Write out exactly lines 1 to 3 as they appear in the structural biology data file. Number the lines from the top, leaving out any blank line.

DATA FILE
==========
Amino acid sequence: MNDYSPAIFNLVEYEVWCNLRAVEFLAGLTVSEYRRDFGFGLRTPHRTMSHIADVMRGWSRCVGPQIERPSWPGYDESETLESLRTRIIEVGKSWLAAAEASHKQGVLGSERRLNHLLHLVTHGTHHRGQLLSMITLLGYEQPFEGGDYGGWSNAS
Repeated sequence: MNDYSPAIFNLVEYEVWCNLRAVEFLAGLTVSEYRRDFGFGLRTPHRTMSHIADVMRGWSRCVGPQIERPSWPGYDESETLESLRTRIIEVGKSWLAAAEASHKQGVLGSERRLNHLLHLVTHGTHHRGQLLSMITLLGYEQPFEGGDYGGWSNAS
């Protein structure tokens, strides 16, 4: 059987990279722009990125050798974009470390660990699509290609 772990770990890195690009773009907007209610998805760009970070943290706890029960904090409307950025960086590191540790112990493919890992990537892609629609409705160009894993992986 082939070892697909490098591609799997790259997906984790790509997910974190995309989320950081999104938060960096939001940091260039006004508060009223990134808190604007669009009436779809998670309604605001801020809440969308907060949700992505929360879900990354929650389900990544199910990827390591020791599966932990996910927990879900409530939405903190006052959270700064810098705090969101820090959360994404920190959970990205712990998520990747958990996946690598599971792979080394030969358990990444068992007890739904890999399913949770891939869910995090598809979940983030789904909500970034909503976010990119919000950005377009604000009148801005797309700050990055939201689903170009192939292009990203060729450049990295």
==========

Amino acid sequence: MNDYSPAIFNLVEYEVWCNLRAVEFLAGLTVSEYRRDFGFGLRTPHRTMSHIADVMRGWSRCVGPQIERPSWPGYDESETLESLRTRIIEVGKSWLAAAEASHKQGVLGSERRLNHLLHLVTHGTHHRGQLLSMITLLGYEQPFEGGDYGGWSNAS
Repeated sequence: MNDYSPAIFNLVEYEVWCNLRAVEFLAGLTVSEYRRDFGFGLRTPHRTMSHIADVMRGWSRCVGPQIERPSWPGYDESETLESLRTRIIEVGKSWLAAAEASHKQGVLGSERRLNHLLHLVTHGTHHRGQLLSMITLLGYEQPFEGGDYGGWSNAS
């Protein structure tokens, strides 16, 4: 059987990279722009990125050798974009470390660990699509290609 772990770990890195690009773009907007209610998805760009970070943290706890029960904090409307950025960086590191540790112990493919890992990537892609629609409705160009894993992986 082939070892697909490098591609799997790259997906984790790509997910974190995309989320950081999104938060960096939001940091260039006004508060009223990134808190604007669009009436779809998670309604605001801020809440969308907060949700992505929360879900990354929650389900990544199910990827390591020791599966932990996910927990879900409530939405903190006052959270700064810098705090969101820090959360994404920190959970990205712990998520990747958990996946690598599971792979080394030969358990990444068992007890739904890999399913949770891939869910995090598809979940983030789904909500970034909503976010990119919000950005377009604000009148801005797309700050990055939201689903170009192939292009990203060729450049990295």